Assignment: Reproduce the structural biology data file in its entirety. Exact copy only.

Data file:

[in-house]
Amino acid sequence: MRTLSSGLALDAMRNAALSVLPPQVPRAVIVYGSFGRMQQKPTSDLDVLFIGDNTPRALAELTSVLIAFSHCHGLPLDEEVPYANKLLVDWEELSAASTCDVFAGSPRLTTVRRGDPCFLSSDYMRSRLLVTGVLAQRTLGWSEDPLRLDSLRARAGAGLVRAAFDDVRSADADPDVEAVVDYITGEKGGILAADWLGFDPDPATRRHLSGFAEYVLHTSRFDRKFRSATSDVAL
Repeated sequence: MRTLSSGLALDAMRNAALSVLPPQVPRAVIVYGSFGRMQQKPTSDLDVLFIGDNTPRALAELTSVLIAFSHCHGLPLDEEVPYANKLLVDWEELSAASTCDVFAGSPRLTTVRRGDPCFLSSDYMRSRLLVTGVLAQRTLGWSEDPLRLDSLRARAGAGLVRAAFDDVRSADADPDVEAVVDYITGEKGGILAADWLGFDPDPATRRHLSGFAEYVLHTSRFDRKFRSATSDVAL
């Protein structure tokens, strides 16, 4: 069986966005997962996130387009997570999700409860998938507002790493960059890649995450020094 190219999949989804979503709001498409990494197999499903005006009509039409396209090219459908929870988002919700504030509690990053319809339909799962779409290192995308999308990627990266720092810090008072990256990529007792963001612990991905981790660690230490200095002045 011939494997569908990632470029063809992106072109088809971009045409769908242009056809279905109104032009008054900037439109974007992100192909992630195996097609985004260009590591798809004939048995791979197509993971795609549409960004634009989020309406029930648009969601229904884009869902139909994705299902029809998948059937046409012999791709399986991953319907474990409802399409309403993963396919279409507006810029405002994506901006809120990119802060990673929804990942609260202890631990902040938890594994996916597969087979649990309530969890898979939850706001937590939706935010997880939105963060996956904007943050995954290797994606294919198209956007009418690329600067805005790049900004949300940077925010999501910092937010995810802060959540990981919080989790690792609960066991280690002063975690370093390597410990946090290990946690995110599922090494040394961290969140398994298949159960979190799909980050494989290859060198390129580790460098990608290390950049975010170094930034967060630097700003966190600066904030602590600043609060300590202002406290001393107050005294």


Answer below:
[in-house]
Amino acid sequence: MRTLSSGLALDAMRNAALSVLPPQVPRAVIVYGSFGRMQQKPTSDLDVLFIGDNTPRALAELTSVLIAFSHCHGLPLDEEVPYANKLLVDWEELSAASTCDVFAGSPRLTTVRRGDPCFLSSDYMRSRLLVTGVLAQRTLGWSEDPLRLDSLRARAGAGLVRAAFDDVRSADADPDVEAVVDYITGEKGGILAADWLGFDPDPATRRHLSGFAEYVLHTSRFDRKFRSATSDVAL
Repeated sequence: MRTLSSGLALDAMRNAALSVLPPQVPRAVIVYGSFGRMQQKPTSDLDVLFIGDNTPRALAELTSVLIAFSHCHGLPLDEEVPYANKLLVDWEELSAASTCDVFAGSPRLTTVRRGDPCFLSSDYMRSRLLVTGVLAQRTLGWSEDPLRLDSLRARAGAGLVRAAFDDVRSADADPDVEAVVDYITGEKGGILAADWLGFDPDPATRRHLSGFAEYVLHTSRFDRKFRSATSDVAL
């Protein structure tokens, strides 16, 4: 069986966005997962996130387009997570999700409860998938507002790493960059890649995450020094 190219999949989804979503709001498409990494197999499903005006009509039409396209090219459908929870988002919700504030509690990053319809339909799962779409290192995308999308990627990266720092810090008072990256990529007792963001612990991905981790660690230490200095002045 011939494997569908990632470029063809992106072109088809971009045409769908242009056809279905109104032009008054900037439109974007992100192909992630195996097609985004260009590591798809004939048995791979197509993971795609549409960004634009989020309406029930648009969601229904884009869902139909994705299902029809998948059937046409012999791709399986991953319907474990409802399409309403993963396919279409507006810029405002994506901006809120990119802060990673929804990942609260202890631990902040938890594994996916597969087979649990309530969890898979939850706001937590939706935010997880939105963060996956904007943050995954290797994606294919198209956007009418690329600067805005790049900004949300940077925010999501910092937010995810802060959540990981919080989790690792609960066991280690002063975690370093390597410990946090290990946690995110599922090494040394961290969140398994298949159960979190799909980050494989290859060198390129580790460098990608290390950049975010170094930034967060630097700003966190600066904030602590600043609060300590202002406290001393107050005294």